Engaging the church in Africa in dialog about its multilingual environment is an important part of seeing that Bible translation in African languages are used to their full potential. Bringing new Christians still steeped in their traditional religion into a full understanding of their faith and into joyful walk with Christ is a stiff challenge if the language of the church leaves them out. Effectively addressing the complex linguistic situation facing the church is crucial to a healthy future for the church in Africa, one of the world’s largest.

That is why one of our strategic goals is that “use of the translations in the mother tongue will be sustained and growing”. To that end, I am one of a small team working to organize a conference of church leaders in November which will raise awareness of this issue and try to find ways to address it.

Slow motion Pentecost

define Pentecost - Google SearchThis coming Sunday is Pentecost Sunday. It commemorates something strange that happened at the Jewish festival of Pentecost two millennia ago. The Holy Spirit took control of everyone, and they began speaking whatever languages the Spirit led them to speak. Many people from every country in the world were living Jerusalem. When they heard this noise, a crowd gathered. But they were surprised, because they were hearing everything in their own languages. They were excited and amazed, and said:

“Don’t all these who are speaking come from Galilee? Then why do we hear them speaking our very own languages? Some of us are from Parthia, Media, and Elam. Others are from Mesopotamia, Judea, Cappadocia, Pontus, Asia, Phrygia, Pamphylia, Egypt, parts of Libya near Cyrene, Rome, Crete, and Arabia. Some of us were born Jews, and others of us have chosen to be Jews. Yet we all hear them using our own languages to tell the wonderful things God has done.” Act 2:4-11 CEV

Bus loaded with boxes of New Testaments destined for a remote area of Ghana

Bus loaded with boxes of New Testaments destined for a remote area of Ghana

This phenomenon, of people “hearing everything in their own languages”, has been accelerating. In 1900, The whole Bible or some part of it had been translated and published in 530 languages. By 2000, that had increased to 2,298. That is an increase of 1,768 languages – a rate of a new languages every three weeks for 100 years! Since the year 2000, the rate has increased further, jumping from 27 languages per year to over 70,” which amounts to a new language every 5 days!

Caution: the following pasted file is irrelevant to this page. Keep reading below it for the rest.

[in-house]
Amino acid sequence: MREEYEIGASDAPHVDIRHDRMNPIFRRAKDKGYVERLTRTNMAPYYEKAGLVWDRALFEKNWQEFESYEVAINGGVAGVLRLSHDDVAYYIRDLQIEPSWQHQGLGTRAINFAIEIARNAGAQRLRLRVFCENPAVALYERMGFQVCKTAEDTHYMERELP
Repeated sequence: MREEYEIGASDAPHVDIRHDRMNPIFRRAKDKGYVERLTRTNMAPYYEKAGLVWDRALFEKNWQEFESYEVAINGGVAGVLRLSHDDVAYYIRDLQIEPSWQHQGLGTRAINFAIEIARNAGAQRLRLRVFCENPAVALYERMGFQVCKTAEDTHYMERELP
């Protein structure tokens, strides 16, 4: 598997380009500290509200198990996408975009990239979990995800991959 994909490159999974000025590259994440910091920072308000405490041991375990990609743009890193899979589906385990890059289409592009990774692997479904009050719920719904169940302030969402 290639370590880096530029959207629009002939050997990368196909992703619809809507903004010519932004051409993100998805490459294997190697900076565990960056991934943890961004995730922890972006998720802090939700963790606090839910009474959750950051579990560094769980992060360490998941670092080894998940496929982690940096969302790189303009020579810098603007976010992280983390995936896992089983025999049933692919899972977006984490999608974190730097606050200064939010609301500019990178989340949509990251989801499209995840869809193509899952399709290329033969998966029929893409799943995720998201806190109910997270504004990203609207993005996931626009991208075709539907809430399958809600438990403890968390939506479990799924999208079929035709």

That is not as dramatic as if it happened on the same day and at the same place, like it did at the festival of Pentecost. Instead, today we have a slower-motion Pentecost. But, unlike the event being commemorated this Sunday, it is spread over the world. What the new, slow-motion Pentecost lacks in immediacy, it gains in geographic spread.

Congolese ladies in Bible study in Kisangani

Congolese ladies in Bible study in Kisangani

But the real wonder is not the number of languages. It is the impact the translations are having. On the broadest level, we have the assessment of Ghanaian theologian Kwame Bediako:

African Christianity today is inconceivable apart from the existence of the Bible in African indigenous languages.

Then we have the assessment of leaders about what is happening in their areas where translation is being done:

“Some people are gradually shifting away from the evil aspects of the culture,” Lefa language of Cameroon

“Drunkenness is reduced and people cooperate together better. Now my job is easier.” Unbelieving community leader in Ghana

Pokomo man (Kenya) with 5 New Testaments

Pokomo man (Kenya) with 5 New Testaments

At the narrowest level, we have the statement of people.

 “I have read many times the book of Jonah, where God tells Jonah to get up and go to Nineveh. But when I read this in [my language] it is like God is standing right next to me and speaking to me! It makes me realize that God is close, and that he speaks directly to people.”
Tanzanian man

“I came to know the Lord four years ago, but I was still living with my idols. No one in the church had taught me that I needed to abandon them completely. My pastor preached many sermons but had never spoken of that. Listening to Scriptures, I heard Jesus say you cannot serve two masters. In Thessalonians, I heard how people left behind their idols to serve the living and true God. I called the pastor and explained my situation to him. He was very upset that he had not taught me about such things. That day I repented and handed over my idols. Since that time, I have had peace in my heart.”
Man from southeast Mali

“I used to lie, slander, and quarrel. That has changed.”
A young mother in Mali

At that festival of Pentecost many years ago, they were surprised, excited and amazed at “hearing everything in their own languages.” The slow-motion Pentecost of our day calls for that same response. It’s time to be surprised and amazed and to get excited.